Ikeja High Court , on Tuesday, rejected the post-conviction bail application filed by the Senior Shepherd-in-Charge of the Celestial Church of Christ, Genesis Global, Prophet Israel Ogundipe.
Justice Olabisi Akinlade had on November 18 sentenced the popular prophet to one-year imprisonment for converting a woman’s property to his personal use and stealing.
PUNCH Metro had reported that the court found Ogundipe guilty of stealing and unlawful conversion of the property of a London-based architect, Mrs Oladele Williams-Oni.
Ogundipe, who was arraigned on seven counts bordering on obtaining by stealing, inducing delivery of money by false pretences, unlawful conversion of property and forgery, fraudulently collected N14m and £12,000 in various tranches from the complainant between August 30, 2002, and 2005.
Justice Akinlade, who found Ogundipe guilty on two counts of stealing and unlawful conversion of property not delivered, sentenced him to one-year imprisonment on each count and ordered that he should pay the complainant the sum of N11m, which he obtained from her illegally.
After the judgement, Ogundipe through his counsel, Olanrewaju Ajanaku, filed a motion on notice for bail pending appeal.
He sought the order of the court to admit the applicant to bail unconditionally pending the hearing and determination of the appeal.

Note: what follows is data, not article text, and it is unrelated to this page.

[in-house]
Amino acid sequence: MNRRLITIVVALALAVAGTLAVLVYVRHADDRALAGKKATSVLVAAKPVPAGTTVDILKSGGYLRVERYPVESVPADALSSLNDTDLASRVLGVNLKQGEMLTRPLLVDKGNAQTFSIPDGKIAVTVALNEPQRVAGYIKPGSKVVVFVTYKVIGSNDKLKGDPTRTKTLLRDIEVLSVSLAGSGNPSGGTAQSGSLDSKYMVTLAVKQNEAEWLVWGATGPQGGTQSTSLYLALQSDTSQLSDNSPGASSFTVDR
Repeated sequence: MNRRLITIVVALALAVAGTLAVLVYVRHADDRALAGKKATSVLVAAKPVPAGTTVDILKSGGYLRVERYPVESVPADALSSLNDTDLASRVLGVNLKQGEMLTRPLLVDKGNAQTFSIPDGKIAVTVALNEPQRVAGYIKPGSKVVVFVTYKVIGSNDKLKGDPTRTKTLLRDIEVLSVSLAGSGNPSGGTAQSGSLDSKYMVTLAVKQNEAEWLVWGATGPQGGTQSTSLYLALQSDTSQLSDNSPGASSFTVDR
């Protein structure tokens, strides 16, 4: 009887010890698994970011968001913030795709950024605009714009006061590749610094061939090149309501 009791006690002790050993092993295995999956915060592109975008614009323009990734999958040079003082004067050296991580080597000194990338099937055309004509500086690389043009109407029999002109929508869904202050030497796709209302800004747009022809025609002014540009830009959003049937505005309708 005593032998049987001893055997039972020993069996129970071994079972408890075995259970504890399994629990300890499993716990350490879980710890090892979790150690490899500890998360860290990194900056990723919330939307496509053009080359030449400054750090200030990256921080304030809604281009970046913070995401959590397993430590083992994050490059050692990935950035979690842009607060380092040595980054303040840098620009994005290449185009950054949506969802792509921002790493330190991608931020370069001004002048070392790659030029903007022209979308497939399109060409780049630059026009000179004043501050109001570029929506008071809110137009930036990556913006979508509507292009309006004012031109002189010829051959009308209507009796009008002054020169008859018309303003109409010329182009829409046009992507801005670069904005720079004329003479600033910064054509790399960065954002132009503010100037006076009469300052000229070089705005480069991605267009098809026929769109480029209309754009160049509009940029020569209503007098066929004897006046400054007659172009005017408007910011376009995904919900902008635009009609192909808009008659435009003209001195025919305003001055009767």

Ogundipe, in a 16-paragraph affidavit sworn to by his counsel, noted that being diabetic, he could not follow a strict diet and constant specialised medical attention in the custodial centre, which had taken a toll on his health.
He further stated that before his incarceration, he was suffering from hypertension, peptic ulcer and unending malaria, which had worsened his health challenges since his conviction.
However, in a counter-affidavit sworn to by the prosecutor, Rotimi Odutola, he urged the court to reject the application, noting that the convict never made mention of his health status during the trial.
He said, “The convict spanned several years before the court for trial, there was never a time the convict complained about his state of health during the trial, only for him to allude to facts about his alleged state of health now that he has been in custody for barely three weeks.
“Indeed, if his health status truly requires treatment, the correctional centres also have a procedure for referral where an inmate’s health case so demands without the prompting of anyone.”
Following the argument of the counsel, Justice Akinlade held that the convict did not prove any special circumstances that could persuade the court to grant his application, adding that the Court of Appeal Practice Direction, 2013 provided for a speedy hearing of criminal matters.
“The convict has not shown any medical records of his illness. Also, he has not been to the prison hospital for treatment, so his appeal can be heard early by the Court of Appeal.”